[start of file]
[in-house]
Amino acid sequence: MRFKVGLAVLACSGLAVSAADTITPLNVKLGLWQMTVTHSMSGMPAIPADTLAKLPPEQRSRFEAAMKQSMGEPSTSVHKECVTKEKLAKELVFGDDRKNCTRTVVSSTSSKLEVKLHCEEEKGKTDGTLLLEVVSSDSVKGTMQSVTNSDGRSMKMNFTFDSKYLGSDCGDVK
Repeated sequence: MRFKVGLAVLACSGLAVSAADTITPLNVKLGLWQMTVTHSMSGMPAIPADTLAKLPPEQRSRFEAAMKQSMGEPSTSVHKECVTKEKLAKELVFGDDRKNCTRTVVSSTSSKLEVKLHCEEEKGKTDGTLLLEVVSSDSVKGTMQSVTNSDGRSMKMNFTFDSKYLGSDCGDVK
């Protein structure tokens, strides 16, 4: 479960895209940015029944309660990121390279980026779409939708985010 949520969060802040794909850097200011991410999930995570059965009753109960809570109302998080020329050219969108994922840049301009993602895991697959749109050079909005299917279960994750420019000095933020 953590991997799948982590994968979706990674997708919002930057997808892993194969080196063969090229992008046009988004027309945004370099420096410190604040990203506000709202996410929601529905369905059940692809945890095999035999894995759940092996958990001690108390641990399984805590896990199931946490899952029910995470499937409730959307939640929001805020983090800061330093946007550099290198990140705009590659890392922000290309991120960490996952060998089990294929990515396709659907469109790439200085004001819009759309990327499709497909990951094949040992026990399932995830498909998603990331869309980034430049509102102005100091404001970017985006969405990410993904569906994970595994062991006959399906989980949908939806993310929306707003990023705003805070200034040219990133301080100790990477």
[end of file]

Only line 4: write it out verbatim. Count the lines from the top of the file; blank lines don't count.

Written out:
């Protein structure tokens, strides 16, 4: 479960895209940015029944309660990121390279980026779409939708985010 949520969060802040794909850097200011991410999930995570059965009753109960809570109302998080020329050219969108994922840049301009993602895991697959749109050079909005299917279960994750420019000095933020 953590991997799948982590994968979706990674997708919002930057997808892993194969080196063969090229992008046009988004027309945004370099420096410190604040990203506000709202996410929601529905369905059940692809945890095999035999894995759940092996958990001690108390641990399984805590896990199931946490899952029910995470499937409730959307939640929001805020983090800061330093946007550099290198990140705009590659890392922000290309991120960490996952060998089990294929990515396709659907469109790439200085004001819009759309990327499709497909990951094949040992026990399932995830498909998603990331869309980034430049509102102005100091404001970017985006969405990410993904569906994970595994062991006959399906989980949908939806993310929306707003990023705003805070200034040219990133301080100790990477």